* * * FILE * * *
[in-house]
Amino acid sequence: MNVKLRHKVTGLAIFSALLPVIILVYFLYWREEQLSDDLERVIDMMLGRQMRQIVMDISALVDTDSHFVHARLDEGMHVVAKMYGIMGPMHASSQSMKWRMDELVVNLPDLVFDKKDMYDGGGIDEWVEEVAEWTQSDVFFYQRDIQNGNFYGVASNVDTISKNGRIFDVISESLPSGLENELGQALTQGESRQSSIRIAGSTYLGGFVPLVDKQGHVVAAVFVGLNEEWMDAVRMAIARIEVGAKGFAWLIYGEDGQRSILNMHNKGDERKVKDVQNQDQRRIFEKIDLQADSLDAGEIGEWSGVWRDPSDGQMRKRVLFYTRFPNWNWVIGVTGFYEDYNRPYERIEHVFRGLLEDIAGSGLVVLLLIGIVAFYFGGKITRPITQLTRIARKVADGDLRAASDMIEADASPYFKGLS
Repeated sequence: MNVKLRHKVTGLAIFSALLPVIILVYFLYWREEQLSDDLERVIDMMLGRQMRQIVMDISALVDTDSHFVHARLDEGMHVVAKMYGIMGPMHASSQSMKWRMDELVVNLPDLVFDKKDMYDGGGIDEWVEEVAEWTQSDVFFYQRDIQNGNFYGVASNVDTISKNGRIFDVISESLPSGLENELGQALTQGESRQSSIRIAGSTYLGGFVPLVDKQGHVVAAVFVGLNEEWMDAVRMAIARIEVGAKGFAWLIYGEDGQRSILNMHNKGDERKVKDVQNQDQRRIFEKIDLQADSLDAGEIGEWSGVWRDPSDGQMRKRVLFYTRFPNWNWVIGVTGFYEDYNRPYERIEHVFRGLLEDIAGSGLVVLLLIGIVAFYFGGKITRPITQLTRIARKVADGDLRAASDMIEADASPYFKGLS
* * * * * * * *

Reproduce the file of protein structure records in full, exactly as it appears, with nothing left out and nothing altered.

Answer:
[in-house]
Amino acid sequence: MNVKLRHKVTGLAIFSALLPVIILVYFLYWREEQLSDDLERVIDMMLGRQMRQIVMDISALVDTDSHFVHARLDEGMHVVAKMYGIMGPMHASSQSMKWRMDELVVNLPDLVFDKKDMYDGGGIDEWVEEVAEWTQSDVFFYQRDIQNGNFYGVASNVDTISKNGRIFDVISESLPSGLENELGQALTQGESRQSSIRIAGSTYLGGFVPLVDKQGHVVAAVFVGLNEEWMDAVRMAIARIEVGAKGFAWLIYGEDGQRSILNMHNKGDERKVKDVQNQDQRRIFEKIDLQADSLDAGEIGEWSGVWRDPSDGQMRKRVLFYTRFPNWNWVIGVTGFYEDYNRPYERIEHVFRGLLEDIAGSGLVVLLLIGIVAFYFGGKITRPITQLTRIARKVADGDLRAASDMIEADASPYFKGLS
Repeated sequence: MNVKLRHKVTGLAIFSALLPVIILVYFLYWREEQLSDDLERVIDMMLGRQMRQIVMDISALVDTDSHFVHARLDEGMHVVAKMYGIMGPMHASSQSMKWRMDELVVNLPDLVFDKKDMYDGGGIDEWVEEVAEWTQSDVFFYQRDIQNGNFYGVASNVDTISKNGRIFDVISESLPSGLENELGQALTQGESRQSSIRIAGSTYLGGFVPLVDKQGHVVAAVFVGLNEEWMDAVRMAIARIEVGAKGFAWLIYGEDGQRSILNMHNKGDERKVKDVQNQDQRRIFEKIDLQADSLDAGEIGEWSGVWRDPSDGQMRKRVLFYTRFPNWNWVIGVTGFYEDYNRPYERIEHVFRGLLEDIAGSGLVVLLLIGIVAFYFGGKITRPITQLTRIARKVADGDLRAASDMIEADASPYFKGLS